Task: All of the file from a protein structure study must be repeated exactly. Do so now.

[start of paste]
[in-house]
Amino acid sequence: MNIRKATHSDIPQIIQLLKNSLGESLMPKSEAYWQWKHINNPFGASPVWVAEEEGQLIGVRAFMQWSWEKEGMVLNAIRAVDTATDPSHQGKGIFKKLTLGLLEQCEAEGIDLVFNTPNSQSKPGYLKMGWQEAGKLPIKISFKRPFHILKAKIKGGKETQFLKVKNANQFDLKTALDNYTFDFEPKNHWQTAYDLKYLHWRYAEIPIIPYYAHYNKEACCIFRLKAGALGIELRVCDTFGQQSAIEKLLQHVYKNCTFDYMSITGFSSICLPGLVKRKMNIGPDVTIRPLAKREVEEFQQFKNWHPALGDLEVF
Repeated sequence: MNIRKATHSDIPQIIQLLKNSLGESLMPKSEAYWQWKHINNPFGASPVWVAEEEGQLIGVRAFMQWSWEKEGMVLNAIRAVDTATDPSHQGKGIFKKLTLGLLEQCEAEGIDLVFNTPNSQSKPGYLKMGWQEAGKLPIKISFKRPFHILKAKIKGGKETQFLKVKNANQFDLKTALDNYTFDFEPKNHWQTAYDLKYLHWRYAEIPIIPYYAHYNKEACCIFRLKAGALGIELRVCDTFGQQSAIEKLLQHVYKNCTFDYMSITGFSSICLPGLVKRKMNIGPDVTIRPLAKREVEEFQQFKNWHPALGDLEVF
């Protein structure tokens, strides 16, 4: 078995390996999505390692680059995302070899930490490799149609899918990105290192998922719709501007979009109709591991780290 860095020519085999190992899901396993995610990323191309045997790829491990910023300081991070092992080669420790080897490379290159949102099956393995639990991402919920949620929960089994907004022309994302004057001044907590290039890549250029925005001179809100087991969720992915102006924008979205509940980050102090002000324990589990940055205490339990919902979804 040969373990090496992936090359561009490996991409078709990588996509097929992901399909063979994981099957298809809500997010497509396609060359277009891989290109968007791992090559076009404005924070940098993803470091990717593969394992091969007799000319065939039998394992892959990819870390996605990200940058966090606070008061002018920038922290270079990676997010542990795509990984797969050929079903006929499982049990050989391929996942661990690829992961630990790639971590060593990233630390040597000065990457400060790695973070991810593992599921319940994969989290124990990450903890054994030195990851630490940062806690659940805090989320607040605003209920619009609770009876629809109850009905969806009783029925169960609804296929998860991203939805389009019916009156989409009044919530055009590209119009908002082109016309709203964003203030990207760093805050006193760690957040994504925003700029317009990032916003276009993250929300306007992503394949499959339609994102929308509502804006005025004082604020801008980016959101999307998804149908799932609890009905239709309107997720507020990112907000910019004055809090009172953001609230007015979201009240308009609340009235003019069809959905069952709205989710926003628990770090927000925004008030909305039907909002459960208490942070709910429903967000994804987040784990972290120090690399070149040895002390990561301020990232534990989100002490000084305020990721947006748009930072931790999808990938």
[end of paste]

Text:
[in-house]
Amino acid sequence: MNIRKATHSDIPQIIQLLKNSLGESLMPKSEAYWQWKHINNPFGASPVWVAEEEGQLIGVRAFMQWSWEKEGMVLNAIRAVDTATDPSHQGKGIFKKLTLGLLEQCEAEGIDLVFNTPNSQSKPGYLKMGWQEAGKLPIKISFKRPFHILKAKIKGGKETQFLKVKNANQFDLKTALDNYTFDFEPKNHWQTAYDLKYLHWRYAEIPIIPYYAHYNKEACCIFRLKAGALGIELRVCDTFGQQSAIEKLLQHVYKNCTFDYMSITGFSSICLPGLVKRKMNIGPDVTIRPLAKREVEEFQQFKNWHPALGDLEVF
Repeated sequence: MNIRKATHSDIPQIIQLLKNSLGESLMPKSEAYWQWKHINNPFGASPVWVAEEEGQLIGVRAFMQWSWEKEGMVLNAIRAVDTATDPSHQGKGIFKKLTLGLLEQCEAEGIDLVFNTPNSQSKPGYLKMGWQEAGKLPIKISFKRPFHILKAKIKGGKETQFLKVKNANQFDLKTALDNYTFDFEPKNHWQTAYDLKYLHWRYAEIPIIPYYAHYNKEACCIFRLKAGALGIELRVCDTFGQQSAIEKLLQHVYKNCTFDYMSITGFSSICLPGLVKRKMNIGPDVTIRPLAKREVEEFQQFKNWHPALGDLEVF
């Protein structure tokens, strides 16, 4: 078995390996999505390692680059995302070899930490490799149609899918990105290192998922719709501007979009109709591991780290 860095020519085999190992899901396993995610990323191309045997790829491990910023300081991070092992080669420790080897490379290159949102099956393995639990991402919920949620929960089994907004022309994302004057001044907590290039890549250029925005001179809100087991969720992915102006924008979205509940980050102090002000324990589990940055205490339990919902979804 040969373990090496992936090359561009490996991409078709990588996509097929992901399909063979994981099957298809809500997010497509396609060359277009891989290109968007791992090559076009404005924070940098993803470091990717593969394992091969007799000319065939039998394992892959990819870390996605990200940058966090606070008061002018920038922290270079990676997010542990795509990984797969050929079903006929499982049990050989391929996942661990690829992961630990790639971590060593990233630390040597000065990457400060790695973070991810593992599921319940994969989290124990990450903890054994030195990851630490940062806690659940805090989320607040605003209920619009609770009876629809109850009905969806009783029925169960609804296929998860991203939805389009019916009156989409009044919530055009590209119009908002082109016309709203964003203030990207760093805050006193760690957040994504925003700029317009990032916003276009993250929300306007992503394949499959339609994102929308509502804006005025004082604020801008980016959101999307998804149908799932609890009905239709309107997720507020990112907000910019004055809090009172953001609230007015979201009240308009609340009235003019069809959905069952709205989710926003628990770090927000925004008030909305039907909002459960208490942070709910429903967000994804987040784990972290120090690399070149040895002390990561301020990232534990989100002490000084305020990721947006748009930072931790999808990938």